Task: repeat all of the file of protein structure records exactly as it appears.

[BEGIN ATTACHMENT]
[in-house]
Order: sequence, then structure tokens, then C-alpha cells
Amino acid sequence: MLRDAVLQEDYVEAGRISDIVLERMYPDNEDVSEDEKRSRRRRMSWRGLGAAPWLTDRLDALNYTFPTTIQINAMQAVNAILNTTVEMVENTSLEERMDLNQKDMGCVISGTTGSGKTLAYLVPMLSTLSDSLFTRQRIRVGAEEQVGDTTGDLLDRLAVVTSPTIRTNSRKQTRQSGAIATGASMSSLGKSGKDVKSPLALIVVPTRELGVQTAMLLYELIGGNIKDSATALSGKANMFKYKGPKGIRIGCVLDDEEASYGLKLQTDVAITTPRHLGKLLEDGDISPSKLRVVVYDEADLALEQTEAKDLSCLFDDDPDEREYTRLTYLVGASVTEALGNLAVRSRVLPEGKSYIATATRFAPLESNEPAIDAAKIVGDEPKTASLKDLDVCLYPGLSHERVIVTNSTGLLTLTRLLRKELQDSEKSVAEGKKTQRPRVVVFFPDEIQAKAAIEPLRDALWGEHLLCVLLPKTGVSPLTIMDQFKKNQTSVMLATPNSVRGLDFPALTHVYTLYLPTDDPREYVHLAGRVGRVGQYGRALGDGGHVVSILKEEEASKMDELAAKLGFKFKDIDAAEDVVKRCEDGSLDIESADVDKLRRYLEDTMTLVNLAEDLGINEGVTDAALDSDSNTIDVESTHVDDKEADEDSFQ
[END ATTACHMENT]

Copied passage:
[in-house]
Order: sequence, then structure tokens, then C-alpha cells
Amino acid sequence: MLRDAVLQEDYVEAGRISDIVLERMYPDNEDVSEDEKRSRRRRMSWRGLGAAPWLTDRLDALNYTFPTTIQINAMQAVNAILNTTVEMVENTSLEERMDLNQKDMGCVISGTTGSGKTLAYLVPMLSTLSDSLFTRQRIRVGAEEQVGDTTGDLLDRLAVVTSPTIRTNSRKQTRQSGAIATGASMSSLGKSGKDVKSPLALIVVPTRELGVQTAMLLYELIGGNIKDSATALSGKANMFKYKGPKGIRIGCVLDDEEASYGLKLQTDVAITTPRHLGKLLEDGDISPSKLRVVVYDEADLALEQTEAKDLSCLFDDDPDEREYTRLTYLVGASVTEALGNLAVRSRVLPEGKSYIATATRFAPLESNEPAIDAAKIVGDEPKTASLKDLDVCLYPGLSHERVIVTNSTGLLTLTRLLRKELQDSEKSVAEGKKTQRPRVVVFFPDEIQAKAAIEPLRDALWGEHLLCVLLPKTGVSPLTIMDQFKKNQTSVMLATPNSVRGLDFPALTHVYTLYLPTDDPREYVHLAGRVGRVGQYGRALGDGGHVVSILKEEEASKMDELAAKLGFKFKDIDAAEDVVKRCEDGSLDIESADVDKLRRYLEDTMTLVNLAEDLGINEGVTDAALDSDSNTIDVESTHVDDKEADEDSFQ